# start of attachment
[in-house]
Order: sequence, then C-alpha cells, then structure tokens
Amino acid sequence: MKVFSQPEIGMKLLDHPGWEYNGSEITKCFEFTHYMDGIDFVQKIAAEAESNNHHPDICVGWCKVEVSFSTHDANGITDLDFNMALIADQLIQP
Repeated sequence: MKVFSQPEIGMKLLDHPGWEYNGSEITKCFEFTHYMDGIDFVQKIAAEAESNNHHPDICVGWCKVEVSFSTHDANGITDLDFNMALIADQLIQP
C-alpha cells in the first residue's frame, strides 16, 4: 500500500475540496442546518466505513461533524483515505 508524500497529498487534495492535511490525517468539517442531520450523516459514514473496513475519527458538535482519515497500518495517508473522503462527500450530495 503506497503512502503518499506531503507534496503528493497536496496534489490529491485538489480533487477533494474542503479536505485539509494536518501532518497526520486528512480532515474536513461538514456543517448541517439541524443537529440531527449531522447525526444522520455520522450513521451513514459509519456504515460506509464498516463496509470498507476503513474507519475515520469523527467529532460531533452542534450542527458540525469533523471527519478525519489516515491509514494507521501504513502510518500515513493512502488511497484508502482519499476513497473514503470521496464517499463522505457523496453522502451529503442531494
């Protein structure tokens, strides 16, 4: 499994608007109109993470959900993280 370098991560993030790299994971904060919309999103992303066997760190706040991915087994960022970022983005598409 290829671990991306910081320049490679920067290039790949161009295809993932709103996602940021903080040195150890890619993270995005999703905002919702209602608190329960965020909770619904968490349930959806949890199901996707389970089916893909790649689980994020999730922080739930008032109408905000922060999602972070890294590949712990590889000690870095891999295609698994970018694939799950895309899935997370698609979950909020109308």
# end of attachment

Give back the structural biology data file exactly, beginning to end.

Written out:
[in-house]
Order: sequence, then C-alpha cells, then structure tokens
Amino acid sequence: MKVFSQPEIGMKLLDHPGWEYNGSEITKCFEFTHYMDGIDFVQKIAAEAESNNHHPDICVGWCKVEVSFSTHDANGITDLDFNMALIADQLIQP
Repeated sequence: MKVFSQPEIGMKLLDHPGWEYNGSEITKCFEFTHYMDGIDFVQKIAAEAESNNHHPDICVGWCKVEVSFSTHDANGITDLDFNMALIADQLIQP
C-alpha cells in the first residue's frame, strides 16, 4: 500500500475540496442546518466505513461533524483515505 508524500497529498487534495492535511490525517468539517442531520450523516459514514473496513475519527458538535482519515497500518495517508473522503462527500450530495 503506497503512502503518499506531503507534496503528493497536496496534489490529491485538489480533487477533494474542503479536505485539509494536518501532518497526520486528512480532515474536513461538514456543517448541517439541524443537529440531527449531522447525526444522520455520522450513521451513514459509519456504515460506509464498516463496509470498507476503513474507519475515520469523527467529532460531533452542534450542527458540525469533523471527519478525519489516515491509514494507521501504513502510518500515513493512502488511497484508502482519499476513497473514503470521496464517499463522505457523496453522502451529503442531494
């Protein structure tokens, strides 16, 4: 499994608007109109993470959900993280 370098991560993030790299994971904060919309999103992303066997760190706040991915087994960022970022983005598409 290829671990991306910081320049490679920067290039790949161009295809993932709103996602940021903080040195150890890619993270995005999703905002919702209602608190329960965020909770619904968490349930959806949890199901996707389970089916893909790649689980994020999730922080739930008032109408905000922060999602972070890294590949712990590889000690870095891999295609698994970018694939799950895309899935997370698609979950909020109308």